Businessmen have a different set of delusions from politicians, and need, therefore, different handling. They are, however, much milder than politicians, at the same time allured and terrified by the glare of publicity, easily persuaded to be “patriots”, perplexed, bemused, indeed terrified, yet only too anxious to take a cheerful view, vain perhaps but very unsure of themselves, pathetically responsive to a kind word. You could do anything you liked with them, if you would treat them (even the big ones), not as wolves or tigers, but as domestic animals by nature, even though they have been badly brought up and not trained as you would wish. It is a mistake to think that they are more immoral than politicians. If you work them into the surly, obstinate, terrified mood, of which domestic animals, wrongly handled, are so capable, the nation’s burdens will not get carried to market; and in the end public opinion will veer their way.

– John Maynard Keynes, Letter to Franklin D. Roosevelt

Growing Sage

What. Two blog posts in one day. This is unprecedented. Not since my first day on livejournal where I made 30 posts in two hours have I had this level of blogging activity.

I’ve been making a reasonable amount of my own sausage lately (That should be another post, as soon as I’ve got the recipe down just right!), and one of the key seasonings I use is sage. At the moment I’ve been bumming it off my in-laws, since they have a pretty good-size bush, but I’ve finally decided that I should grow my own, for easier access, and heartier harvests. A quick trip down to Home Depot later, and I had everything I needed.

I don’t think I’ve grown anything since my Grandmother came out to visit from England, more than ten years ago now. I have very fond memories of her teaching me how to pot and transplant plants, and my parents’ back garden filled with flowers. She called them “Bizzie Lizzies”, I think – I have no idea what they’re called here in America, or if that’s even the official name in England! We spent a couple of days working on the flowerbed, and my sister and I picked out the colours we liked. We ended up liking all of the colours between us, so the flowerbed threatened to be a riot of disorganised colour, until Grandma pointed out that we could arrange them in a pleasing pattern. The end result was quite nice, and I think quite a few of the flowers kept popping up for many years – I’ll have to check to see if there are any left when I’m next up at my parents’.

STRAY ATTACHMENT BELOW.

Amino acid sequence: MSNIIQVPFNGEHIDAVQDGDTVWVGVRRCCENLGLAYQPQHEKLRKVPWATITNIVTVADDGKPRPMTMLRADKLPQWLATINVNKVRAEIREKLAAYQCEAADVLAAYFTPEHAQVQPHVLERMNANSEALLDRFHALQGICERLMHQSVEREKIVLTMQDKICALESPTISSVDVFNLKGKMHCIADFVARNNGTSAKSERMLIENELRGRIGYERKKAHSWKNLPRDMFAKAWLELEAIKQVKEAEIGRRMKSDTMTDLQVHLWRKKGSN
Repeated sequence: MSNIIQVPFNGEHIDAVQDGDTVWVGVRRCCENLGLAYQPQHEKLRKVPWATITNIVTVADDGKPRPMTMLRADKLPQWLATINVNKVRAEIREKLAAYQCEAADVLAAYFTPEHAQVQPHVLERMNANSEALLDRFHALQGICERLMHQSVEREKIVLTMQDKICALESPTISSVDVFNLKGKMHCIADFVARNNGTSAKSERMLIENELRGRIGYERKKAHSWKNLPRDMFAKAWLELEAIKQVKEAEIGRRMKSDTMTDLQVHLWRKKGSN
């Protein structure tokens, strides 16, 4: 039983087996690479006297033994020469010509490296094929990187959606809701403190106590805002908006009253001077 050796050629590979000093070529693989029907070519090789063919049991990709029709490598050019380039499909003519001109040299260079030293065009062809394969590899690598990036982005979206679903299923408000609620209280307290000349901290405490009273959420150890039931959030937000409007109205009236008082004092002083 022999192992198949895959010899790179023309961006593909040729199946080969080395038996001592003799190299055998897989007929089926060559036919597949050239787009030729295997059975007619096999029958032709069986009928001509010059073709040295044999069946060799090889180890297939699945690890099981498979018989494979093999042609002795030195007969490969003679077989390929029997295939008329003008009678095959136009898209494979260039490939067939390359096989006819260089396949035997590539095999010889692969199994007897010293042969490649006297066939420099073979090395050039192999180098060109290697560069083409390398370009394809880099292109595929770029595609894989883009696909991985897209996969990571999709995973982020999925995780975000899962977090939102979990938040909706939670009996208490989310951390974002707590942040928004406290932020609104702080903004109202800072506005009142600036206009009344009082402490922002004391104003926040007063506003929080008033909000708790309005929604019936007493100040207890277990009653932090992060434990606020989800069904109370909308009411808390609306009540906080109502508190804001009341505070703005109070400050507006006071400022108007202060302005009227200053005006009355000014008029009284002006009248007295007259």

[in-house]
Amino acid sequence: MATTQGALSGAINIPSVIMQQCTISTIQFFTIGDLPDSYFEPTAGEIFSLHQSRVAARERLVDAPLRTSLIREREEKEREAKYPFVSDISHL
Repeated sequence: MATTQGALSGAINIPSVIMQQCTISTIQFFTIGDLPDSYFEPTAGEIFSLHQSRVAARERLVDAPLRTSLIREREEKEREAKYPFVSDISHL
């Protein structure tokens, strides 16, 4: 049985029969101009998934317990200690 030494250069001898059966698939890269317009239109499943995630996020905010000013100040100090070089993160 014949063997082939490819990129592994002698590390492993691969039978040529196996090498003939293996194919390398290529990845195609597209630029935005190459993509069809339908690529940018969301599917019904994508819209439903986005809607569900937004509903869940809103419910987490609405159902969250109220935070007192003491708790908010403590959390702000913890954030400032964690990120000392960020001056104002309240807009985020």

Okay, fine, I’ll take five seconds on Google. It looks like “Bizzie Lizzie” is the common name in the UK, the proper name being Impatiens walleriana. Pretty, anyway!

So – sage. It’s all potted and planted now, three plants per pot, and hopefully most of them will flourish, so I can make huge quantities of well-seasoned sausage. Home Depot only had “Golden Sage”, so I got six of those. It smells great, and it’s the variety I was most looking for anyway. If I remember, I’ll take pictures and update on the progress every so often, along with anything else I add to the garden. I still have about a third of a bag of potting mix left, so I’m tempted to go and get something else… maybe some basil? That’s always nice to have fresh… but I chose sage because it’s apparently hard to kill, and I don’t think that’s the case with basil. Oh well, we’ll see!